It’s the end of the world as she knows it – and Kamala Khan feels far from fine. The people of Jersey City are panicking, her brother has been kidnapped by evil Inhumans and everyone is looking to Ms Marvel to save the day. The 16-year-old feels, understandably, overwhelmed.
Thank goodness, then, that Captain Marvel shows up to lend a hand. After a minor freakout – well, Carol Danvers is Kamala’s idol – the pair team-up. Carol explains about the colliding worlds business that will lead to the Secret Wars event, and Kamala asks Carol to spare an hour to search for brother Aamir. He’s been taken by her hideous former crush Kamran, who wants to activate his possible super-abilities and recruit him to join again of Inhuman supremacists. By the end of the issue, they’ve found Aamir, but things don’t look too good.
Along the way, we get the beginning of a friendship as the heroines learn what makes one another tick. The tyro Kamala, as we see via a heartbreaking encounter with some abandoned cats, wants to save everyone she meets along the way; veteran Carol gently chivvies Kamala to look at the big picture – if you don’t get on with saving the world, the kitties are gone anyway.
There’s also an encounter with some looters Kamala bumped into last issue, the return of a metahuman irritant and some real inspiration from the two Marvels.
There hasn’t been a bad issue yet, but this month’s Ms Marvel is especially wonderful. Writer G Willow Wilson writes great people, people you believe in. Kamala and Carol’s first meeting is everything I’ve wanted it to be – there’s no traditional fight to precede the inevitable team-up, just mutual respect in the face of a crisis. And Wilson foregrounds Kamala’s faith without slapping you in the face with it. Just look at this.
I’ve seen a lot of talk online about who could replace Wilson when she eventually leaves the book – will Marvel be able to find another female Muslim writer to guide Ms Marvel? All of which rather ignores Willow’s all-round excellence; her grasp of narrative, her ability to focus on the micro and macro-Marvel Universe. She’s not a Female Muslim Writer, she’s a writer who happens to be Muslim and female. It also forgets the contribution of editor Sana Amanat to the development of Kamala. I don’t want the current creative team to break up, but I’m not too worried.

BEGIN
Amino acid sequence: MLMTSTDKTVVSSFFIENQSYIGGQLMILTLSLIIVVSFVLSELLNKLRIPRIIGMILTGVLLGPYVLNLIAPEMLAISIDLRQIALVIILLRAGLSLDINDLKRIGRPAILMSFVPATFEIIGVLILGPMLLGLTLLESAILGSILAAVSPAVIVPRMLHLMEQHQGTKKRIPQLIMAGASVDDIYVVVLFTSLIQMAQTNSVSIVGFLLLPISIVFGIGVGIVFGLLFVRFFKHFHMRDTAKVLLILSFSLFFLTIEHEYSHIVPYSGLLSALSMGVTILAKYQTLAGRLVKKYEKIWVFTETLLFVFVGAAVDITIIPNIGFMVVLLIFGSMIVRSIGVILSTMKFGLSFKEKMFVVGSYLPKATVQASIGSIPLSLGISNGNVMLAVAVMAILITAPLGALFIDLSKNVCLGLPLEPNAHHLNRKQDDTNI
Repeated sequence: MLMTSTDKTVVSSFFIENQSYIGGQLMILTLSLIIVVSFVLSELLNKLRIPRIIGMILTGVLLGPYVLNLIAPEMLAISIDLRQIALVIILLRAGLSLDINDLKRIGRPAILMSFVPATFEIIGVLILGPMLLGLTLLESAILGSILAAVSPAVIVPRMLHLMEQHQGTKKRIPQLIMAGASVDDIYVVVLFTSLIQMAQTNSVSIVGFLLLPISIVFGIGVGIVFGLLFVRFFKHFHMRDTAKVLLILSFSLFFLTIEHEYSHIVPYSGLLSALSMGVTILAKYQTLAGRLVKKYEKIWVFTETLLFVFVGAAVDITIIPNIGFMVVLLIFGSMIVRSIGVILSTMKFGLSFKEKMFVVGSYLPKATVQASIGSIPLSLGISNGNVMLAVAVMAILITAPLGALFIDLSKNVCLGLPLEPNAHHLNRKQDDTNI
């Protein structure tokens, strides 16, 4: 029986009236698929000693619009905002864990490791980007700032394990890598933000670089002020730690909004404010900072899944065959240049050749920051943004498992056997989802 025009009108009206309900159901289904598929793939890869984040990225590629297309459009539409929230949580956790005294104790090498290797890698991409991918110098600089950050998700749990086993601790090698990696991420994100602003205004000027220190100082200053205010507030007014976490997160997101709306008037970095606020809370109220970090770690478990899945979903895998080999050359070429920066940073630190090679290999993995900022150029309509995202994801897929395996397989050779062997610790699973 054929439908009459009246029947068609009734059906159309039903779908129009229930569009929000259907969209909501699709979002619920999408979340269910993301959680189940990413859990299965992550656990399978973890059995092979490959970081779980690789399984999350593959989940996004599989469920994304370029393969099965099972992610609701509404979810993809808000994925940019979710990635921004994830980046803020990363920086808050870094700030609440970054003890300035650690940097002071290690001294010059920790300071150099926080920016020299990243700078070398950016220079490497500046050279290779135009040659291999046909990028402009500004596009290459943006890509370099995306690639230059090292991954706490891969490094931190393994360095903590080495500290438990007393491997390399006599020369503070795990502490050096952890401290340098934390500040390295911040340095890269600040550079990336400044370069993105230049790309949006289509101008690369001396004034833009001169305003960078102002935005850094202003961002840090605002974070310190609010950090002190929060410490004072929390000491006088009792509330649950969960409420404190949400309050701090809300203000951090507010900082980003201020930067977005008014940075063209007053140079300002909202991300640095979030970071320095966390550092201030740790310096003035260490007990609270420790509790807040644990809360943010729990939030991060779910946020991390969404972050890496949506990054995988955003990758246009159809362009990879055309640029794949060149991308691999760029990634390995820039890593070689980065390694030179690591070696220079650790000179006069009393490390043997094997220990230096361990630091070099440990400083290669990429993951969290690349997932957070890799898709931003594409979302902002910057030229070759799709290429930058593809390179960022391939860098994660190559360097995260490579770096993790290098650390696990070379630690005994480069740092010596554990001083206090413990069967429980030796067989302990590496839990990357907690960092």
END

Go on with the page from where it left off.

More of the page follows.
Speaking of the current creative team, regular artist Adrian Alphona continues to make this book look unique. The joyful ungainliness of Ms Marvel as she uses her polymorph powers, the characterfulness of main characters and bit players alike (I always like to spot the strange alien guy and the man carrying the pig), the naturalism of the action sequences, the Jersey City backgrounds … it’s a fully realised world, and one I love to visit. Just look at the fun way the looters – formerly ‘Jersey City’s finest punk electricians’ move. It’s not in the script that appears on the page, it’s extra business that adds to the fun.
Ian Herring’s warm colours are a big part of the feel of this series too, though I’m confused by the colouring of Carol’s uniform as grey this issue. Did I miss something? It’s all very drab. Give me the brights of Kris Anka’s joyous cover any day. As for the letters of Joe Caramagna, they’re as fine as ever – this is the only comic I don’t mind the Ultimates-style upper and lower case dialogue lettering on, somehow it fits Kamala’s voice.
Ms Marvel gets a new number one, I believe, after Secret Wars ends, but the set-up will carry on as previously. Which is more than fine by me – this has been Marvel’s best new book in years, and I’m thrilled Kamala isn’t getting assigned to a space mission, travelling around the world, or whatever. Jersey City is her world, and it’s easily big enough for the size-changing hero who gets bigger every day.